The second letter expanded the written agreement by the provision that the plaintiff would continue to receive his commission on all reorders from his customers for a period of 30 months. The second letter also stated that “Naturally, we can agree to discontinue the agreement at any time. . . .” The second “item” of the letter of February 4, was designed to “protect” the defendant from a misuse of the advantages afforded to the plaintiff by the first “item,” i. e. that he would not rely on commissions on reorders for his income and neglect an aggressive pursuit of further sales. Therefore, it was agreed that the employment would cease automatically if the plaintiff’s “shipments” were less than $25,000 in any one year, and that in such an event the plaintiff would not receive his 8% on reorders. Any other construction of this provision would be meaningless as a “protection” to the defendant. Read as a whole, and in consideration of these circumstances, we can only conclude that the second letter did not change the first in regard to the duration of the *53employment. In both, the agreement was to be terminated only with “mutual consent.”

In addition, the conduct of both parties subsequent to the second letter clearly indicates that they interpreted the contract to be for no definite duration. The letter from the defendant dated March 20, 1964, stated the “association” was terminated. On April 5,1964, the plaintiff, by letter “acknowledged” receipt of the termination letter, stated that all samples and stationery were destroyed as requested, and included his final expenses for gasoline and a key to the defendant’s office. In no way did the plaintiff protest the action of the defendant in its decision to terminate his employment or attempt to affix a different interpretation on their agreement.

The determination of the trial court that, under the circumstances, the agreement did not provide a definite term or duration was correct. It is well settled that an employment contract that does not specify a definite duration is terminable at will by either party. Stein v. Isse Koch & Co., Chicago, Inc., 350 Ill App 171, 176, 112 NE2d 491; White v. American Elec. Fusion Corp., 328 Ill App 128, 65 NE2d 234.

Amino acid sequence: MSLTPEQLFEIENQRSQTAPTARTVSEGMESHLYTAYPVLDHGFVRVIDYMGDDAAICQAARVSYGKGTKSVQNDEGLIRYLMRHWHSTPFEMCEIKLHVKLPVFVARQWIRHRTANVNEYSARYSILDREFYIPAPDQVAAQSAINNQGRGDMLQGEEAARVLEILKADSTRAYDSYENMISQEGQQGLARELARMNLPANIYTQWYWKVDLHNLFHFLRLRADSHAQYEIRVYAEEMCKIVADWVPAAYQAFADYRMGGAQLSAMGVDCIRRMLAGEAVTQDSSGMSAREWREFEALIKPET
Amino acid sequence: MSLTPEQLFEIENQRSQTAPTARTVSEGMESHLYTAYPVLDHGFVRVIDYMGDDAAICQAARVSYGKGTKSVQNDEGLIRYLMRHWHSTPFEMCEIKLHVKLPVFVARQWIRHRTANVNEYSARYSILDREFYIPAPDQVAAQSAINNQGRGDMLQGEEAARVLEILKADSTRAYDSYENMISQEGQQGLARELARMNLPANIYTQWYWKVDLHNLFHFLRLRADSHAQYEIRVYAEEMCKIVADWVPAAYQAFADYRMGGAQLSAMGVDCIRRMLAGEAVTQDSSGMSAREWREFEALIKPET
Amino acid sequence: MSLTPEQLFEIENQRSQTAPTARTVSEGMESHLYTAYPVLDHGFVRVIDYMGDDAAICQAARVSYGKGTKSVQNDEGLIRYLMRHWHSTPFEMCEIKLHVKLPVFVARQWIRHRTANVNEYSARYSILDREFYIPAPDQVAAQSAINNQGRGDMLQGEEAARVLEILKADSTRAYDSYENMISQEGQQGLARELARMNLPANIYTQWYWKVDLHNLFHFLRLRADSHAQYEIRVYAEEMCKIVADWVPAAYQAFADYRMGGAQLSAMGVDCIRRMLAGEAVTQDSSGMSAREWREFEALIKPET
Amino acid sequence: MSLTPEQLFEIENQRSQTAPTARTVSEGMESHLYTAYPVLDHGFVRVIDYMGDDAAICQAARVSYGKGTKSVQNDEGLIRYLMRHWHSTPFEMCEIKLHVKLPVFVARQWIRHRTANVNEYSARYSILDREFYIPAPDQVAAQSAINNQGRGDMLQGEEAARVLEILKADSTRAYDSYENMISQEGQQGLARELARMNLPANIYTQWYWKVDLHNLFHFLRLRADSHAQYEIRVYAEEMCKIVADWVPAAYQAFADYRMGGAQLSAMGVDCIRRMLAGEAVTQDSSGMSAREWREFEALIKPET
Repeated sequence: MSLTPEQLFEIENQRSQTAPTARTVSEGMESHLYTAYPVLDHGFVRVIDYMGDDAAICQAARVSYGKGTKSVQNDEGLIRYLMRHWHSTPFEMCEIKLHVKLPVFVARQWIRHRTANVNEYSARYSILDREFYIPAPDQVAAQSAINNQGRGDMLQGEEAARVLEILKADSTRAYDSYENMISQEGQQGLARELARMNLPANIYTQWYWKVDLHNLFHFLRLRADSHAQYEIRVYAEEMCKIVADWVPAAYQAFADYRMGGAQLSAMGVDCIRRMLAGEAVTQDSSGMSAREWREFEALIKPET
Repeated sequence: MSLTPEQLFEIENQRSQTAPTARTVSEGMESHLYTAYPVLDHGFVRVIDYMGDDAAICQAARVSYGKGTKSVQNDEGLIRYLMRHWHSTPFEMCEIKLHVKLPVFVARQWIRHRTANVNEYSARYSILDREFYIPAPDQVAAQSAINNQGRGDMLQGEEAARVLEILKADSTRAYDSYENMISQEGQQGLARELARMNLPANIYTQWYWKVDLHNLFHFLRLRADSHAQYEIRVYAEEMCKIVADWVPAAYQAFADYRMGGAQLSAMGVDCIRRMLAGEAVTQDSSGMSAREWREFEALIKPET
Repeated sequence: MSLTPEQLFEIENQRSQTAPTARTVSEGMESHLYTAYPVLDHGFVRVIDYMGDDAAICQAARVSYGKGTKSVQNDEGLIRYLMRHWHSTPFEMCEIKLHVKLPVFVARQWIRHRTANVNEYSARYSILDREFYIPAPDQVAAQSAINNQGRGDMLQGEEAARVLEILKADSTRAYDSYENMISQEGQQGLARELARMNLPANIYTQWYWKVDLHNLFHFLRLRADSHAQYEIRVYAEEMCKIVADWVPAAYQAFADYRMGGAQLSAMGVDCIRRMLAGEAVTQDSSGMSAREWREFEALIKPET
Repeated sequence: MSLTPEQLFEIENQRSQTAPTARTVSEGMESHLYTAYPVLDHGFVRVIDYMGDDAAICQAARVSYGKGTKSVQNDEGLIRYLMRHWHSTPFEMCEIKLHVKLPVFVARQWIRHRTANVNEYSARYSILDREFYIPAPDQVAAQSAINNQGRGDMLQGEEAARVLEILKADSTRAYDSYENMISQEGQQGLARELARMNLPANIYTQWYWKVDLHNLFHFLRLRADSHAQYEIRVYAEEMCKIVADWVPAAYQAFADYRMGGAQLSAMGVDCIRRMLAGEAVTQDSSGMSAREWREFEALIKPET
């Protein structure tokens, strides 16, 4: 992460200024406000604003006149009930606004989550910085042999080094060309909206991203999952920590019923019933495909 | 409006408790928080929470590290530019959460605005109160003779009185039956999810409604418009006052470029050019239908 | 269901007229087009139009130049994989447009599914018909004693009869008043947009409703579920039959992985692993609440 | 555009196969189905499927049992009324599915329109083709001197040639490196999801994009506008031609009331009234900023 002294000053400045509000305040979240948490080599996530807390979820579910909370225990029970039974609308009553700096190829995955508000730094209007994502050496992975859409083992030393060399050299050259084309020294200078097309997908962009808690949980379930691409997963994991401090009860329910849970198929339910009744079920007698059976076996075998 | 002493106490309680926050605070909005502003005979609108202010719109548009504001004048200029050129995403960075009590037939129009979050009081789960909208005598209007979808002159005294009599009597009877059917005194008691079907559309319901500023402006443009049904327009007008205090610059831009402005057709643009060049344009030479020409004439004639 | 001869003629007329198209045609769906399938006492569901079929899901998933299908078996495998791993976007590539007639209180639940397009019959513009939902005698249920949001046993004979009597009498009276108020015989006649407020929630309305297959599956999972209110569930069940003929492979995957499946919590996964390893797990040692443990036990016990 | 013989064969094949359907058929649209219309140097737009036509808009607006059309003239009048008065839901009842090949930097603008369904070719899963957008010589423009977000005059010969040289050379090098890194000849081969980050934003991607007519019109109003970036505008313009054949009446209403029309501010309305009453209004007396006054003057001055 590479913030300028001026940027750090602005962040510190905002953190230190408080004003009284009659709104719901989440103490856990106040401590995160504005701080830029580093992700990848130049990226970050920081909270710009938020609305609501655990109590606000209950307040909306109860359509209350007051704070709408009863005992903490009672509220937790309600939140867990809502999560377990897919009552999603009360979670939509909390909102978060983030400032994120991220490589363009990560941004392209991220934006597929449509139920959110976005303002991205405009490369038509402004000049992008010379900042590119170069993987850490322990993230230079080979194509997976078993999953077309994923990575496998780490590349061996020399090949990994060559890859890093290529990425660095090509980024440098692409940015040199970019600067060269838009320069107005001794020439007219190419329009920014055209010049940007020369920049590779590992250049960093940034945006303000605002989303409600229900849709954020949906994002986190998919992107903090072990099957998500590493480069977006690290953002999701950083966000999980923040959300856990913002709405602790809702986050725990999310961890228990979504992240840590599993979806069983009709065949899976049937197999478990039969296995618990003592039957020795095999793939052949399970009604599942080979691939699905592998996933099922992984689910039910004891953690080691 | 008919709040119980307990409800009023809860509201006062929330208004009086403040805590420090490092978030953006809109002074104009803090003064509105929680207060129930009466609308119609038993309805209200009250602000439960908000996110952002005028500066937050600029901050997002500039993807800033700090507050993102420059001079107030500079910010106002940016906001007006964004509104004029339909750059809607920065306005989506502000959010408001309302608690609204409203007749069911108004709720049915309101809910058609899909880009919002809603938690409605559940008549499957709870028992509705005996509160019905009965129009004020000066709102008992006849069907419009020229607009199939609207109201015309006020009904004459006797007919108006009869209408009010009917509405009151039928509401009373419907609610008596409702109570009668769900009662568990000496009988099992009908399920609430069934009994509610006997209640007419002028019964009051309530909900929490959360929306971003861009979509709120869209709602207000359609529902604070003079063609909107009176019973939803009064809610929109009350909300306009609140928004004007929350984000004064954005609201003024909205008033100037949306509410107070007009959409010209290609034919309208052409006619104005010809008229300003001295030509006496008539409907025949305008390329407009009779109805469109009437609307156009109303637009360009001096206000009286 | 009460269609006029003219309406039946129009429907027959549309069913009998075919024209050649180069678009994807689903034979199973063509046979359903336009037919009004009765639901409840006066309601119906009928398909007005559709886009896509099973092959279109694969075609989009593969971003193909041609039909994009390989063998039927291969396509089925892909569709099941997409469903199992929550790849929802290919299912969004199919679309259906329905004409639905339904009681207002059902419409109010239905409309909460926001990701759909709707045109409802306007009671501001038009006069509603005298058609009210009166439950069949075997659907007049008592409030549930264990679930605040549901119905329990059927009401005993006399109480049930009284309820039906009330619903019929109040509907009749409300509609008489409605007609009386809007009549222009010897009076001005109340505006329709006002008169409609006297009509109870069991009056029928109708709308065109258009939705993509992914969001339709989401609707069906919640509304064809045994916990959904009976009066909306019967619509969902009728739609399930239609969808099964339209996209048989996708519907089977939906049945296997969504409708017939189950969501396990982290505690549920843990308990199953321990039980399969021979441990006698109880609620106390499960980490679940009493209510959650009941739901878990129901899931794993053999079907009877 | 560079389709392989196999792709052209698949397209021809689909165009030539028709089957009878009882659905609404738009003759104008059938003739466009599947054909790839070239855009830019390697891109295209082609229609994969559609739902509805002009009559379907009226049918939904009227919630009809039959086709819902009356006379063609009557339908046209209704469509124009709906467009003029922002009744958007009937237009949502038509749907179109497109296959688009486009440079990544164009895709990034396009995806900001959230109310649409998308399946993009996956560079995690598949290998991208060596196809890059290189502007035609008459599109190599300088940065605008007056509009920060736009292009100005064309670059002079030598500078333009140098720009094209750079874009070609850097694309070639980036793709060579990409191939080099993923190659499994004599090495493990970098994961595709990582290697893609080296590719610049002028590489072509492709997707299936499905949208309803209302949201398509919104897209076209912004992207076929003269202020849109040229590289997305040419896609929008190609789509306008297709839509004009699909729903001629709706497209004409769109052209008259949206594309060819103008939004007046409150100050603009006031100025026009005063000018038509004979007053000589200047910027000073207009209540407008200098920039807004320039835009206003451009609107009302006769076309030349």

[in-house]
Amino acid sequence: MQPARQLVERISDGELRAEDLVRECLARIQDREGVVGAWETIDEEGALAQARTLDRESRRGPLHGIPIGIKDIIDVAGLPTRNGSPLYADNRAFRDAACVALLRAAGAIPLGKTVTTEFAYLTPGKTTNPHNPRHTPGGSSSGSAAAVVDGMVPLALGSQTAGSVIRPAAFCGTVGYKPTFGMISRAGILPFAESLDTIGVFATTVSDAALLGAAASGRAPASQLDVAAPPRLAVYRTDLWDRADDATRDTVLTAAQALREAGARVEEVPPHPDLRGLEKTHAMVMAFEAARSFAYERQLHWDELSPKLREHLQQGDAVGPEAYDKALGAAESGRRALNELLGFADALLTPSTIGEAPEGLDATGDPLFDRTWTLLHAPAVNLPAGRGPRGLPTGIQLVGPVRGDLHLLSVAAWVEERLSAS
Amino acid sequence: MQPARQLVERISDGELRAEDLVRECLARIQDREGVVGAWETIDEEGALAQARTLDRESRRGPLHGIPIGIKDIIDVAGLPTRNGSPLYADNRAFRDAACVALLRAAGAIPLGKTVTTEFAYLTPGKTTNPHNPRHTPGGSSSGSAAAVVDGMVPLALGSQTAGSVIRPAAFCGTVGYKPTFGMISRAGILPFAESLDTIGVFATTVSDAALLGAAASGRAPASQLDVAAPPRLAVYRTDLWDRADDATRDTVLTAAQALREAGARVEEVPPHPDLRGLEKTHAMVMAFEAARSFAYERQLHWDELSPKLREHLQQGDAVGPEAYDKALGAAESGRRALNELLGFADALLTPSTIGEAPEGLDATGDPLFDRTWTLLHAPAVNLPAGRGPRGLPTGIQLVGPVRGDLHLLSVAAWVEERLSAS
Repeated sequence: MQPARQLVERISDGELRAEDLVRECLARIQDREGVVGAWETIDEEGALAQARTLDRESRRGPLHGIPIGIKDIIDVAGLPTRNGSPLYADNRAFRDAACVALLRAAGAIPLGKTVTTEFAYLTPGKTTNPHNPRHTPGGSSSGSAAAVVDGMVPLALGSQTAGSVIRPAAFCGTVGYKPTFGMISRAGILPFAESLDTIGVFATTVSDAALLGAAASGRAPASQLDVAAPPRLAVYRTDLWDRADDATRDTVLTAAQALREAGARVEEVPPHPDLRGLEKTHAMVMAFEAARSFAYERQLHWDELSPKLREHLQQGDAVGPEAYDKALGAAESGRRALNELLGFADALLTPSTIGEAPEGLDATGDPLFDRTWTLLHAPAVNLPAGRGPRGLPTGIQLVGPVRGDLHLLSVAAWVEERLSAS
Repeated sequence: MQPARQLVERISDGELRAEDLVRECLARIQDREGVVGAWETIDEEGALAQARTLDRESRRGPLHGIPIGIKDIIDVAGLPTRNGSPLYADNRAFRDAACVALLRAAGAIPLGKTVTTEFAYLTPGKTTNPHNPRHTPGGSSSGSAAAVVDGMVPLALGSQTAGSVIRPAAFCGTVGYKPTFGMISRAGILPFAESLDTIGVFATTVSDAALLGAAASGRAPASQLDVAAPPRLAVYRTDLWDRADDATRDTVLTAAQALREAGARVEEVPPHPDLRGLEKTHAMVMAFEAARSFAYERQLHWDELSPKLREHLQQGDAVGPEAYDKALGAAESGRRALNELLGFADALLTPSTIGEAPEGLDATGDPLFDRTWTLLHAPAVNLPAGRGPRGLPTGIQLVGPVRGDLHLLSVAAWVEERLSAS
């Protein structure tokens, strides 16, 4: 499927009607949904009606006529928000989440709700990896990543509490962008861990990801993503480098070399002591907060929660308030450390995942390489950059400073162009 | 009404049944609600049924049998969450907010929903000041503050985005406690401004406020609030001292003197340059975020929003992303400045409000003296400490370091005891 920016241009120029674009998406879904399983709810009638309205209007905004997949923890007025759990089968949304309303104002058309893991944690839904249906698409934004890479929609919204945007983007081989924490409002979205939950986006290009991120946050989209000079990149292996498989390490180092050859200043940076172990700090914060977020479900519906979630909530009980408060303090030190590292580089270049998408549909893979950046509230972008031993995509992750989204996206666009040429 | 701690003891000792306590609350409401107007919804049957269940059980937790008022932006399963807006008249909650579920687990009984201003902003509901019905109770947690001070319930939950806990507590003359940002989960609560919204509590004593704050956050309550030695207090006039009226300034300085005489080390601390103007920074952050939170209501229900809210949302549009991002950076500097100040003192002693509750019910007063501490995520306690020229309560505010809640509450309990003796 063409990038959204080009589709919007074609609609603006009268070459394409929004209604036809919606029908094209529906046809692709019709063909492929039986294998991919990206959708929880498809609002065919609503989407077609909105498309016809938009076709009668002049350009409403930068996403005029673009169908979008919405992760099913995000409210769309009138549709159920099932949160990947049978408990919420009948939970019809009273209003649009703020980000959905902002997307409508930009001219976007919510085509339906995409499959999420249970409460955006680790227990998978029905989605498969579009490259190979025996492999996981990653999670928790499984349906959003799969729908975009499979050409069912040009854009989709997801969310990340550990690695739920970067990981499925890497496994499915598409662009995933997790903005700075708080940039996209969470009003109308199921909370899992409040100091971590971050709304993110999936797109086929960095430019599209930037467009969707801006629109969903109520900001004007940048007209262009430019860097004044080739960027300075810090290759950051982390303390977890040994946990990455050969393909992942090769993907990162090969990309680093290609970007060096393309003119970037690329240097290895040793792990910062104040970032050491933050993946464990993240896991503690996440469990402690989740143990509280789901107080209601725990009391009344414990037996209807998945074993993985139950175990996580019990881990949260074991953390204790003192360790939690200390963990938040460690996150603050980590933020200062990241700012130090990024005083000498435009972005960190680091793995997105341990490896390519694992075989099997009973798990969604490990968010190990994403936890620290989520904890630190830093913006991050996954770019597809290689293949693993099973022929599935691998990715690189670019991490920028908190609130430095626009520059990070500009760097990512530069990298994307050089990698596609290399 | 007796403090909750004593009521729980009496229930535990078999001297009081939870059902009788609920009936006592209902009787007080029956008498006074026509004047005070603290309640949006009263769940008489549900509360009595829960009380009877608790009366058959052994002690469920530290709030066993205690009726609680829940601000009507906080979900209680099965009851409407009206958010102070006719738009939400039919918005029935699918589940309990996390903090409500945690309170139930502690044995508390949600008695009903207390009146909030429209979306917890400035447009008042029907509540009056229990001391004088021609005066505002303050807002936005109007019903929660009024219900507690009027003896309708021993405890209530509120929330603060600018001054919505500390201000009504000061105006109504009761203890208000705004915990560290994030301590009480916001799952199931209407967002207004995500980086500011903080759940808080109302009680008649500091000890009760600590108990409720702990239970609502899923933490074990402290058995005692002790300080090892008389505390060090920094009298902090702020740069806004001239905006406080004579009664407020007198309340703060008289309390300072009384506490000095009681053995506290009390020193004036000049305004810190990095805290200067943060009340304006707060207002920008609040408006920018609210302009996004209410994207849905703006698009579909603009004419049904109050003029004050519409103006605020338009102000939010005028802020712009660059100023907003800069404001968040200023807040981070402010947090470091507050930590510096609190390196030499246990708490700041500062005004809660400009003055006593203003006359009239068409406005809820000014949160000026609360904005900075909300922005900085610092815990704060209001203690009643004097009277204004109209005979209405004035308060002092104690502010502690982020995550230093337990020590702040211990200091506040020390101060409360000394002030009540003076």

For the reasons given, the decision of the trial court will be affirmed.

Judgment affirmed.

MORAN, P. J. and SEIDENFELD, J., concur.

Opinion on Rehearing

August 1,1967.


delivered the opinion on rehearing.

*54Having reconsidered the briefs and having studied the petition for rehearing and the pertinent authorities, we have decided to depart from our opinion.

The second letter, upon reflection, added a condition of termination which was not present in the first letter. The added contingency was that the agreement of the parties as represented by both letters “would be automatically cancelled” if shipments to plaintiff’s customers did not total $25,000 in any year. Unless both parties agreed, neither could terminate, absent cause, unless the contingency were met.

While both letters provided for termination by mutual consent, the contract would have been for an indefinite duration and thus terminable at will absent the condition added in the second letter. However, the additional provision did amount to the setting of a condition, upon the happening of which, the contract would have been terminated. The contract was not ambiguous in its expression of duration and, therefore, not subject to construction. No sufficient cause was proved for termination, nor was there an agreement to terminate.

In legal effect, the contract specified a definite duration which prevented the defendant from terminating at will. Liberty Industrial Sales, Inc. v. Marshall Steel Co., 272 F2d 605 (CA 7th, 1959); Stein v. Isse Koch & Co., Chicago, Inc., 350 Ill App 171, 112 NE2d 491.

On rehearing, the judgment for the plaintiff in the sum of $5,087.92 is affirmed and the cause is remanded to the trial court for further proceedings in keeping with the views herein expressed.

On rehearing: affirmed in part, reversed in part and remanded.

MORAN and SEIDENFELD, JJ., concur.